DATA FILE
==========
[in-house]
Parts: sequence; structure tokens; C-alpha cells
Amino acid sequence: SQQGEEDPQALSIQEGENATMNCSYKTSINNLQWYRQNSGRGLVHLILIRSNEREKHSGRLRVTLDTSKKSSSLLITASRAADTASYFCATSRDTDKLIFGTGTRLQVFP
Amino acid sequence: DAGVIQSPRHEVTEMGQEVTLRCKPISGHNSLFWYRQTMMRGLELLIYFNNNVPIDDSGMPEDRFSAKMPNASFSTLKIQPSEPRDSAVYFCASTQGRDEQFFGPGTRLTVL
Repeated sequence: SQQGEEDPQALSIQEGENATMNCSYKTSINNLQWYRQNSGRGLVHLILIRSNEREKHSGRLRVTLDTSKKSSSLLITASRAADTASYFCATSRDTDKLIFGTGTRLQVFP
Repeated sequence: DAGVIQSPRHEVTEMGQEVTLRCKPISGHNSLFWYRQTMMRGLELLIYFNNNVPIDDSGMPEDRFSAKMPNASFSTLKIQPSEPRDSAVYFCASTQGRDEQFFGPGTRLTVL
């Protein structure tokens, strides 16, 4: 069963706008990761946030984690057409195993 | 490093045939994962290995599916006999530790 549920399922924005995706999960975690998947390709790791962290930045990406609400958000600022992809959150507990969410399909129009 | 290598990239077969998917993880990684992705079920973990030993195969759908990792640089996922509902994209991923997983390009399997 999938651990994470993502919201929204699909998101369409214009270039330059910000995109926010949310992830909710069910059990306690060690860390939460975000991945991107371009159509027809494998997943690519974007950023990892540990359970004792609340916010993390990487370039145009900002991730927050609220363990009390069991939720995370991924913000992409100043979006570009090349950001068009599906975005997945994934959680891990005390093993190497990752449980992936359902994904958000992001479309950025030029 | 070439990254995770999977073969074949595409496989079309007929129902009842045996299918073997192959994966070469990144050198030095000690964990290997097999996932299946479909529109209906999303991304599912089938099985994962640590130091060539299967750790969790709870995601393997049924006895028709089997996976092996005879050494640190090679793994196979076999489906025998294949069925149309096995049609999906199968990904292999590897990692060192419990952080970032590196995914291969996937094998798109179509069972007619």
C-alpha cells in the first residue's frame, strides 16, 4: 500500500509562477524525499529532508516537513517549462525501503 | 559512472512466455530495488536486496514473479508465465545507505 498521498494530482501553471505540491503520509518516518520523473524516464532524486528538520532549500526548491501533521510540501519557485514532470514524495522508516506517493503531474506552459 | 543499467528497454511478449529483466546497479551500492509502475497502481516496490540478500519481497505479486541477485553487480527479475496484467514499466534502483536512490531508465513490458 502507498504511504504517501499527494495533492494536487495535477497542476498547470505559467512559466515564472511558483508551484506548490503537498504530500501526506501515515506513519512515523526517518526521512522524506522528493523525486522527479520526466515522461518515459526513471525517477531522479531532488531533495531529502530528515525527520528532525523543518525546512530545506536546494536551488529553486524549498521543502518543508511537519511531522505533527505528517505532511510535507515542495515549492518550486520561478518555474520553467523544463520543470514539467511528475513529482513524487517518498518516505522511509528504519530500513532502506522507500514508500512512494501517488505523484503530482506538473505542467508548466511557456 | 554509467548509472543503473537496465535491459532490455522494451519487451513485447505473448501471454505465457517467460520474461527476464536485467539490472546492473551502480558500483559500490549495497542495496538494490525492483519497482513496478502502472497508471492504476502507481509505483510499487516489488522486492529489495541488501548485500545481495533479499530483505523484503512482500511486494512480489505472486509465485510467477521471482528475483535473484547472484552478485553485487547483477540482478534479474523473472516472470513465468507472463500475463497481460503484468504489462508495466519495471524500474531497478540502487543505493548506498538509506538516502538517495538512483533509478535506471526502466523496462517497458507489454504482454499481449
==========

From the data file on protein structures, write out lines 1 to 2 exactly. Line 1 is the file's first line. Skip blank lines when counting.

[in-house]
Parts: sequence; structure tokens; C-alpha cells